Newspaper review: Papers focus on pensions shake-up
Many of the papers focus on government plans for a shake-up of pensions, with a proposed relaxing of the rules surrounding final-salary schemes.
"Pensions face new blow from ministers," is the headline in the Daily Telegraph.
The paper says private-sector workers could see their final-salary pensions "eaten away" by the rising cost of living after ministers proposed removing legal protections against inflation from "gold-plated" retirement funds.
The Daily Mail says widows could lose their historic right to a pension under plans to halt the "terminal decline" of final-salary schemes.
Pensions minister Steve Webb insists the controversial move could salvage final-salary pensions by making them affordable for bosses, the paper adds.
The Mail says the changes will make such schemes cheaper for bosses - at the expense of workers whose benefits will be watered down dramatically.
But the Daily Express predicts "bigger, better pensions for all" in what it describes as "the biggest shake-up of the pension industry in a generation".
The Express says the announcement is designed to give millions of workers more control over their savings and more cash to spend when they retire.
The Guardian says pressure is mounting on Home Secretary Theresa May over her handling of the case of terror suspect Mohammed Ahmed Mohamed, who has been on the run for a week.
The paper says her admission that his passport was not seized, correcting an earlier statement, raises speculation that he has left the UK.
The Times believes the revelation that the fugitive posed a threat two years ago puts Mrs May at risk of further embarrassment.
"She needs to get on top of this and fast", demands the Daily Star.
The Daily Telegraph says there is a chance Mohammed Ahmed Mohamed could win damages while he is on the run - after it emerged he is trying to sue the government, claiming the UK was complicit in his alleged torture.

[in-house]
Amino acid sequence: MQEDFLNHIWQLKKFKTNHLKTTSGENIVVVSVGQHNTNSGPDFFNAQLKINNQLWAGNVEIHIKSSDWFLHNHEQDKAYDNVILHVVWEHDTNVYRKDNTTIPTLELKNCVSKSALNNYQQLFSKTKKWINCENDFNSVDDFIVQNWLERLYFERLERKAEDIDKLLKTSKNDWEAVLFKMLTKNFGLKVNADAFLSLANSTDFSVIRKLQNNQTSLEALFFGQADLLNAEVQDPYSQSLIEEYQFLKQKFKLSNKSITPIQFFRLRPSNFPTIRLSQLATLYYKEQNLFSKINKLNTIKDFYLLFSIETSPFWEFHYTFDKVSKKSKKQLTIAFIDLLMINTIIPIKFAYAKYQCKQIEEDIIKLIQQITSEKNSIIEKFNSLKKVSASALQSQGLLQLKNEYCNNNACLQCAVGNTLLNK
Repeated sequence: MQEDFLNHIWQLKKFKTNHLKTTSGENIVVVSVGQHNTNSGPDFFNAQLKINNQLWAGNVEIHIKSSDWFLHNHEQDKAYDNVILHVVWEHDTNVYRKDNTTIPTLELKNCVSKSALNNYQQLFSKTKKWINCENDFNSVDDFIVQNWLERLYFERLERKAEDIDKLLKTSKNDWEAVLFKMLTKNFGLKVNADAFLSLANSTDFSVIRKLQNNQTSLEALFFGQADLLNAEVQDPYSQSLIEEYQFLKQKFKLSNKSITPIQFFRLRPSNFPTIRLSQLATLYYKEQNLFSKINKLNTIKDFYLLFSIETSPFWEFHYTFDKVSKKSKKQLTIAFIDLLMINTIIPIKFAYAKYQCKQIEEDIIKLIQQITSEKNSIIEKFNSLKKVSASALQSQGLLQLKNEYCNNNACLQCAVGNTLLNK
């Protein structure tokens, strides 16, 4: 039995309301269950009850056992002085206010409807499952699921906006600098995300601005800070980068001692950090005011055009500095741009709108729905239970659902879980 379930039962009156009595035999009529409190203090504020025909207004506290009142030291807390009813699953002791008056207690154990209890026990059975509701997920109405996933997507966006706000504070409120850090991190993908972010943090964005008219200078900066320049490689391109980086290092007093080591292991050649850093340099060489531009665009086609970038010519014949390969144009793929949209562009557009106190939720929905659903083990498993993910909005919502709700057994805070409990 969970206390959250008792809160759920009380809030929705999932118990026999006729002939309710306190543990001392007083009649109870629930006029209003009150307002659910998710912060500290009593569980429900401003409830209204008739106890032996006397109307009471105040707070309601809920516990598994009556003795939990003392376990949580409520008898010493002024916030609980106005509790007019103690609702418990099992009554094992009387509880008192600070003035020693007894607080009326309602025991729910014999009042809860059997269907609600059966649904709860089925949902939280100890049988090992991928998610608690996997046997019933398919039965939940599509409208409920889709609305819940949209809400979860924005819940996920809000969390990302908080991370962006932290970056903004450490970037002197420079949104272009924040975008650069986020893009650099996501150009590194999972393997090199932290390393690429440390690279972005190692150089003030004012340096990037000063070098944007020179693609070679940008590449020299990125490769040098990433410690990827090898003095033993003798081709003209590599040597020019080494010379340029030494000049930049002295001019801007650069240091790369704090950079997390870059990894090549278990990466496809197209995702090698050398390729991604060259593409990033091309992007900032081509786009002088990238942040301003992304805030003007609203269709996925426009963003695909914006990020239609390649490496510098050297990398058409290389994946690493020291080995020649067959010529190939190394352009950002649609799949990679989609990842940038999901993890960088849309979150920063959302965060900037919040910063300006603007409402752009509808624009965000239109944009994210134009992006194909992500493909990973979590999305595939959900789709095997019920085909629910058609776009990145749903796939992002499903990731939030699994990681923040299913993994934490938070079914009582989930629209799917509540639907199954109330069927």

"It is beyond our comprehension", declares the Sun - one minute he flees the law in a burka, the next he uses the law to fight for compensation. The Daily Mail agrees, calling the challenge an "affront to justice".
The Financial Times exclaims that "life is tweet" for the founders of Twitter after the company was valued at $31.2bn on the stock market.
The paper says shares in Twitter soared as investors bought into "this year's most anticipated technology floatation".
The are plenty of pictures of the Duke and Duchess of Cambridge who boarded a vintage London bus to visit poppy sellers at a Tube station.
The Daily Telegraph says the couple chatted to volunteers at High Street Kensington after a five-minute journey from their home at Kensington Palace.
Finally, the Sun tells its readers that Britain's favourite takeaway, fish and chips, is taking a battering with fish prices rising like never before and a hike in the cost of potatoes because of wet weather.
According to the paper, haddock costs 60% more than it did a year ago and experts are warning that this could get worse when another catch reduction is made next year. To add to this, supplies of cod are "dwindling".